Identifying the Obstacles to the Operationalization of Reforms in Senegal

Intense focus-group workshops in Thiès (Senegal)
Intense focus-group workshops in Thiès (Senegal)

In the name of the entire vocational training system, the Senegalese Ministry of Vocational Training, Apprenticeship and Handicrafts (MFPAA) signed a partnership framework agreement with the International Institute for Educational Planning’s Pôle de Dakar on May 23, 2016, to materialize their collaboration in the context of the support provided by the Pôle’s Platform of Expertise in Vocational Training (PEFOP), with the financial support of the Agence Française de Développement (AFD).

The first stages of this collaboration aim to identify and analyze the obstacles to the implementation of the vocational education policy in order to carry out an appropriate diagnosis of the sector. Following this diagnosis, targeted actions will be defined within a Programme Contributing to the Operationalization of the Reform (PROCOR), to be implemented over three years. On the basis of a preliminary diagnosis performed throughout May, the IIEP-Pôle de Dakar’s team and the MFPAA’s Research and Planning Unit (CEP) proposed that players from diverse sectors (governmental, private and social) gathered in Thiès conduct an in-depth analysis of the causes of the identified obstacles.

Since 2000, Senegal has initiated the reform of its technical and vocational training system. In this perspective, M. Siré Bâ, First Technical Advisor at the Ministry of Vocational Training, Apprenticeship and Handicrafts and PEFOP focal point, underlined the relevance of PEFOP’s five strategic axes, that perfectly match the direction of the reforms initiated by Senegal.

To identify and analyze the obstacles to lift, the IIEP-Pôle de Dakar experts helped the collective exchange between participants through the organization of thematic focus-groups along the lines of PEFOP’s strategic axes. M. El Hadji Saliou Ngom, Coordinator of MFPAA’s CEP, expressed his satisfaction with the approach adopted: “Relevance is often found in simplicity. And this is the case with the PEFOP approach that can be summarized in three steps: 1. What are the different problems we face? 2. Which players can solve these problems? 3. What are these actors’ needs? We have realized that there are many problems that we thought were obstacles, but that in truth are not, because the problems had been misnamed. And as the adagio goes: a problem clearly identified is half solved! Here, PEFOP has enabled us to better master the problems we face.” In this perspective, Mbaye Sar, President of the National Confederation of Senegal Employers’ (CNES) training and employment commission, indicated that the approach used by PEFOP is promising and that “for the first time it is not about boasting success, but about seeking to hunt down problems and obstacles.”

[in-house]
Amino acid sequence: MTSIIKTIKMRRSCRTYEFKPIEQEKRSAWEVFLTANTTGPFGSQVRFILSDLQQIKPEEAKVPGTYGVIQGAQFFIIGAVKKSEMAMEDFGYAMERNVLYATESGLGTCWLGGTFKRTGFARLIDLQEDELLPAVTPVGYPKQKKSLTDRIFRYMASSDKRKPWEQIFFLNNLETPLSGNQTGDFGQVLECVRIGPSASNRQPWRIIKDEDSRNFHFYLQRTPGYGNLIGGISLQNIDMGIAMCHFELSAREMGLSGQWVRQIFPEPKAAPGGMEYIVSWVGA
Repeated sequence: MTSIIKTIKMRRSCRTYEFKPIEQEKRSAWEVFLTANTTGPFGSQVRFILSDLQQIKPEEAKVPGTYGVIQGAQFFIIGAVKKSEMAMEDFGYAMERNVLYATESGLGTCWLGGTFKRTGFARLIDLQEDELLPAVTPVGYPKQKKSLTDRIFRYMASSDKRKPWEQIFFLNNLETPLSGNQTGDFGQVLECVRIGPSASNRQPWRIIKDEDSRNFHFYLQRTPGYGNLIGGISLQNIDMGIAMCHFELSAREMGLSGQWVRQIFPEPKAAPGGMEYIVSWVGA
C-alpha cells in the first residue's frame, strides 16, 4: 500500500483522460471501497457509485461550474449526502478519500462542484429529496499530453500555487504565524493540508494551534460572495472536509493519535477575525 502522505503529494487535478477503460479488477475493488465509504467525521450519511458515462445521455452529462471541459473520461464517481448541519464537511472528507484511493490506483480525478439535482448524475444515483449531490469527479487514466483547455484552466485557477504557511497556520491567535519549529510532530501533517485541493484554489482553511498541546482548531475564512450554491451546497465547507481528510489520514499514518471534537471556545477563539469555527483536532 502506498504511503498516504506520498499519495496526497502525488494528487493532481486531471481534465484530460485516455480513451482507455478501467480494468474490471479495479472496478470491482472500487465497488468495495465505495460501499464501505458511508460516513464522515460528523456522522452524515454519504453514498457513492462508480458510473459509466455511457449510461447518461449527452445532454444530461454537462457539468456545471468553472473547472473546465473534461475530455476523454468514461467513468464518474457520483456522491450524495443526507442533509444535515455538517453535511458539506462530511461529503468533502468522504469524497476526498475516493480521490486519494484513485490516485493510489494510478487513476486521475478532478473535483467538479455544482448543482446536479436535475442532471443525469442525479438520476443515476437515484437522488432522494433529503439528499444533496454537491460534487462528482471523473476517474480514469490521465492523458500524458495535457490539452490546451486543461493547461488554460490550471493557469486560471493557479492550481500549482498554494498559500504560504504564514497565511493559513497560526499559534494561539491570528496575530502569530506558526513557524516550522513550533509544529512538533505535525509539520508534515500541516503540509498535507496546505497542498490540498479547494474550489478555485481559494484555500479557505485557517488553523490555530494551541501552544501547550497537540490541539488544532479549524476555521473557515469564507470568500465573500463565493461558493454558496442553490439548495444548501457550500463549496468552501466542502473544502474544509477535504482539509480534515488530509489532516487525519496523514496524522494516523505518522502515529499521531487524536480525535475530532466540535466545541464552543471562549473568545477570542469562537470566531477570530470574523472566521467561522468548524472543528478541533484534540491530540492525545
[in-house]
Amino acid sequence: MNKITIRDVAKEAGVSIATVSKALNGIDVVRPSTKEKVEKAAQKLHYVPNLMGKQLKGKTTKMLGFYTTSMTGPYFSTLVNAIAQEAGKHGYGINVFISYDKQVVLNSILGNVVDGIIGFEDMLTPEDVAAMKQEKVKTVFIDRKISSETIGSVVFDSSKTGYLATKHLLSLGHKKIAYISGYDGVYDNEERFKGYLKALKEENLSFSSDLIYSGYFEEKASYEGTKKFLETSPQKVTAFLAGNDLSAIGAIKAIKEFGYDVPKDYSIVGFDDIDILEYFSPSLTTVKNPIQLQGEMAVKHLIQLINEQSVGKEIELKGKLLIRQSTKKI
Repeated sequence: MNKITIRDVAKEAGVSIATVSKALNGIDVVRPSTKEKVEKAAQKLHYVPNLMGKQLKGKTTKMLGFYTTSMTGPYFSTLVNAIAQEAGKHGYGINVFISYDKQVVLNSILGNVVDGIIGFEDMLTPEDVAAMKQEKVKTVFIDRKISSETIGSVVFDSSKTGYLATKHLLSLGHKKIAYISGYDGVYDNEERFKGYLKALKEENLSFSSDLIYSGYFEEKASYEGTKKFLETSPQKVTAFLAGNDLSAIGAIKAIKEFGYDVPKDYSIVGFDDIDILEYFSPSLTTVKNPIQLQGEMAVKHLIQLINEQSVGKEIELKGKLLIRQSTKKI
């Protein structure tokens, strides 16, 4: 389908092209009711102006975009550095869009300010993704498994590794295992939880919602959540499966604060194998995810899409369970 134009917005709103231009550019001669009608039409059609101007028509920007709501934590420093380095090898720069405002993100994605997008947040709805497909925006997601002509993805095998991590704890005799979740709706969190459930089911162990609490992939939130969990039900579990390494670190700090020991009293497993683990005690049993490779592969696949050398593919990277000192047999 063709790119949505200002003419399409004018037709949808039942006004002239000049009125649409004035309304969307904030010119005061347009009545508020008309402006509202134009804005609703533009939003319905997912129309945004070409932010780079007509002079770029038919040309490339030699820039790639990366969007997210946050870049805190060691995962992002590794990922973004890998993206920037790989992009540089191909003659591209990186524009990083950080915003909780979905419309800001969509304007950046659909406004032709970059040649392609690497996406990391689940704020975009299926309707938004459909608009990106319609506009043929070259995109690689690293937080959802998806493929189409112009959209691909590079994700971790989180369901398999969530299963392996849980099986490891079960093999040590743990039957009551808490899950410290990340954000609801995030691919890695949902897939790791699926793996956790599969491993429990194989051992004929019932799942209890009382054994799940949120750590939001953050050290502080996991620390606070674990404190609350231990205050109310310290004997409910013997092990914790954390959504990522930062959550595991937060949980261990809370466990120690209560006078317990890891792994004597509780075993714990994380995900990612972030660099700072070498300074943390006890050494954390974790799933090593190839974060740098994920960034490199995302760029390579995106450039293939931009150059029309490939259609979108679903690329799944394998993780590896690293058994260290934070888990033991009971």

In a nutshell, this type of workshop is the ideal place to help concrete examples of obstacles to emerge, such as players’ reciprocal misconceptions about each other, that hinder the development of public-private partnerships. In the view of participants, the dynamic created during these days of focus-groups and the involvement of all of Senegal’s vocational training players forebode promising outcomes from the next stages of the process.